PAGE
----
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“I thought I was writing the greatest song ever”: Billie Joe Armstrong says he was on crystal meth when he wrote Basket Case lyrics

“As you know with drugs they wear off, and then I felt like I’d written the worst song ever. I felt like the lyrics were just embarrassingly bad.”

Billie Joe Armstrong on stage in 1994.

Image: Jeff Kravitz / Getty

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Green Day’s Billie Joe Armstrong has revealed that he was on crystal meth when he wrote the original lyrics to the band’s 1994 hit Basket Case. At the time, he thought he was “writing the best song ever”, only to hate the lyrics when the effects of the drugs later wore off.

What originally started as a love ballad was later picked back up by the band when they were writing for their third album, Dookie, and it evolved into a song about Armstrong’s experiences with panic attacks.

In a new episode of Song Exploder, the original demos of the track can be heard as Armstrong explains just how the popular track came to be: “I thought the song could have this intro that would be like a ballad that would blast into the full band coming in, making it like a rocker,” he begins.

“I did a beatbox effect with my mouth to create the drum sound. But the true confession is, I was on crystal meth when I wrote the lyrics to it, and I thought I was writing the greatest song ever.

“As you know with drugs they wear off, and then I felt like I’d written the worst song ever. I felt like the lyrics were just embarrassingly bad. I had a few songs before that I’d written on drugs but this one was the most pitiful, I felt. And so I just kind of let the song go for a while because I felt so gross about it,” he reveals.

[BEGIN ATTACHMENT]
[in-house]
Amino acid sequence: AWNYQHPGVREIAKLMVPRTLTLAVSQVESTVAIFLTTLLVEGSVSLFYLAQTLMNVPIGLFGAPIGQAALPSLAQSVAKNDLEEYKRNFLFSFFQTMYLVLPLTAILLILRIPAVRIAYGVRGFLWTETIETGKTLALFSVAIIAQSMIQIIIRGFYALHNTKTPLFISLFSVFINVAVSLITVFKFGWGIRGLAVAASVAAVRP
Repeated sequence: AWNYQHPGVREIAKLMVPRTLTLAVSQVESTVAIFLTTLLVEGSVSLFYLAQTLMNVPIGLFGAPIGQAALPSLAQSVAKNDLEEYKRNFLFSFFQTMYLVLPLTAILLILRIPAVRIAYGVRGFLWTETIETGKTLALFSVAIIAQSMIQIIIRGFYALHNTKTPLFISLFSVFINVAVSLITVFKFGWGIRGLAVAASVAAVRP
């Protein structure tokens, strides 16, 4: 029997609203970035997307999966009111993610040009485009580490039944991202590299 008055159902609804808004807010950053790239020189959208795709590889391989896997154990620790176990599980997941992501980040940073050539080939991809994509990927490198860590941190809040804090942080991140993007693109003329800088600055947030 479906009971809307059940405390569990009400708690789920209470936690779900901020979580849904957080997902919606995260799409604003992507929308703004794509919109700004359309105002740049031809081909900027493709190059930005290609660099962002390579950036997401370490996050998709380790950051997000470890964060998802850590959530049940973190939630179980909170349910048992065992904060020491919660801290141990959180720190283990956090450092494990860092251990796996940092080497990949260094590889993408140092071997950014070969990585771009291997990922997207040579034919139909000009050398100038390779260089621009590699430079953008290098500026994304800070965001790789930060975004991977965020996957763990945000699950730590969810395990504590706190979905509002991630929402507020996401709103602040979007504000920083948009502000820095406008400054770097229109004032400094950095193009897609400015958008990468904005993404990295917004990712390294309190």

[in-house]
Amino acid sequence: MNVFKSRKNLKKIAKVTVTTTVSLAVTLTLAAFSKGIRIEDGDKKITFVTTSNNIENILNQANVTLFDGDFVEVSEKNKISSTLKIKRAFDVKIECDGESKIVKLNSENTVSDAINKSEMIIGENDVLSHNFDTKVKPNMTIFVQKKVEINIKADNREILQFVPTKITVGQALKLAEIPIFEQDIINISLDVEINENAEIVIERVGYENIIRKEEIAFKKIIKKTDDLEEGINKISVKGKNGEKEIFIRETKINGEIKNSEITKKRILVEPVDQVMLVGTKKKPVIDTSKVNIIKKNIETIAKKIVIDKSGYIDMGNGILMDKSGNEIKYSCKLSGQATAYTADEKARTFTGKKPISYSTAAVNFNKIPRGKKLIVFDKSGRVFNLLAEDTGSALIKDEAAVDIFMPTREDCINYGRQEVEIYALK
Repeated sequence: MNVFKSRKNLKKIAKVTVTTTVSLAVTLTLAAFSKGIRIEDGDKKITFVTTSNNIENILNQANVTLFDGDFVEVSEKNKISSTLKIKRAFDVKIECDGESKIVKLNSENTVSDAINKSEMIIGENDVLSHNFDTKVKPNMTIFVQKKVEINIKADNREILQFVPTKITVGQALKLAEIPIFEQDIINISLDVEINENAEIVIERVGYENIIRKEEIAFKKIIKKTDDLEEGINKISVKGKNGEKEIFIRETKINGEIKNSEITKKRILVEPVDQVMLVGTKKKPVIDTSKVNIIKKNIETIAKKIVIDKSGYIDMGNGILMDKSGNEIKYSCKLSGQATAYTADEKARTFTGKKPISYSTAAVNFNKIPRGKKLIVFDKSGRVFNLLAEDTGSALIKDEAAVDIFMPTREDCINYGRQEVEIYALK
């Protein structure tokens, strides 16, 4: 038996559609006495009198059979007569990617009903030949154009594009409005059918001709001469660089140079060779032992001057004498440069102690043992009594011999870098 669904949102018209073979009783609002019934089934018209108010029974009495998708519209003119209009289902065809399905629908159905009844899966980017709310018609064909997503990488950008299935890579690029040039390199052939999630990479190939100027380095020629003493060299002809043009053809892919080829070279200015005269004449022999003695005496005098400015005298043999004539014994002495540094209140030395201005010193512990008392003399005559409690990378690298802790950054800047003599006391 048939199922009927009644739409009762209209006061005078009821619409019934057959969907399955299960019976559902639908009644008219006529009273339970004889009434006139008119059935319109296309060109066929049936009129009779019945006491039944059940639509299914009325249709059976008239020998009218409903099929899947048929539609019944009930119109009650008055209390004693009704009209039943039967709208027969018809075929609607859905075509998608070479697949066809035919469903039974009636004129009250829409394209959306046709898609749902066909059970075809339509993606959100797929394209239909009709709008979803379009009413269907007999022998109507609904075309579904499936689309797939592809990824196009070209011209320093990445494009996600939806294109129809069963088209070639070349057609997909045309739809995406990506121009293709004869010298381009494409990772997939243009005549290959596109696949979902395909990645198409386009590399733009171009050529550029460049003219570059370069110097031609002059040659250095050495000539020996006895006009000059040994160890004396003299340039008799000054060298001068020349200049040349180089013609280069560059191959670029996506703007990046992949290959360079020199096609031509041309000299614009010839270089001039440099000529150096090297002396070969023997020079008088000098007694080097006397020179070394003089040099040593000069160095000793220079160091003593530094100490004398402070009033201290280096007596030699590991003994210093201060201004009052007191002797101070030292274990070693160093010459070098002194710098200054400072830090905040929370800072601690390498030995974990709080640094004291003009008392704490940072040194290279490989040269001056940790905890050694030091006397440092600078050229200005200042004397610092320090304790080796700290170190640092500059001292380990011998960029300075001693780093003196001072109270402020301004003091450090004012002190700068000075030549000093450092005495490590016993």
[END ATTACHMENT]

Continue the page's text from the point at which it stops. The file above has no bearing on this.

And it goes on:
Later in the episode, he shares that the songwriting angle for Dookie was to stray away from ballads and explore the emotions we face in regular life. Armstrong was between the ages of 19-21 during this time.

“We were leaning less towards love songs and trying to make more of a statement of everyday life and feelings and emotions that you go through that people can identify with. I think I just got the courage to get into it again and write the lyrics.

“It was the best decision I ever made, probably, as a songwriter. The approach sort of changed, [and] now the song was about panic attacks. I think I just went from there and started to piece it together.”

Armstrong says he dealt with panic attacks from as young as “10 or 11 years old”, and back in the 1980s, attitudes towards mental health were not as open as they are now. You can listen to the full episode below:

Dookie celebrates its 30th anniversary this February. Green Day’s latest album Saviors is out now. They are also set to tour later this year, where they will play both Dookie and American Idiot in their entirety. Find out more via their official website.

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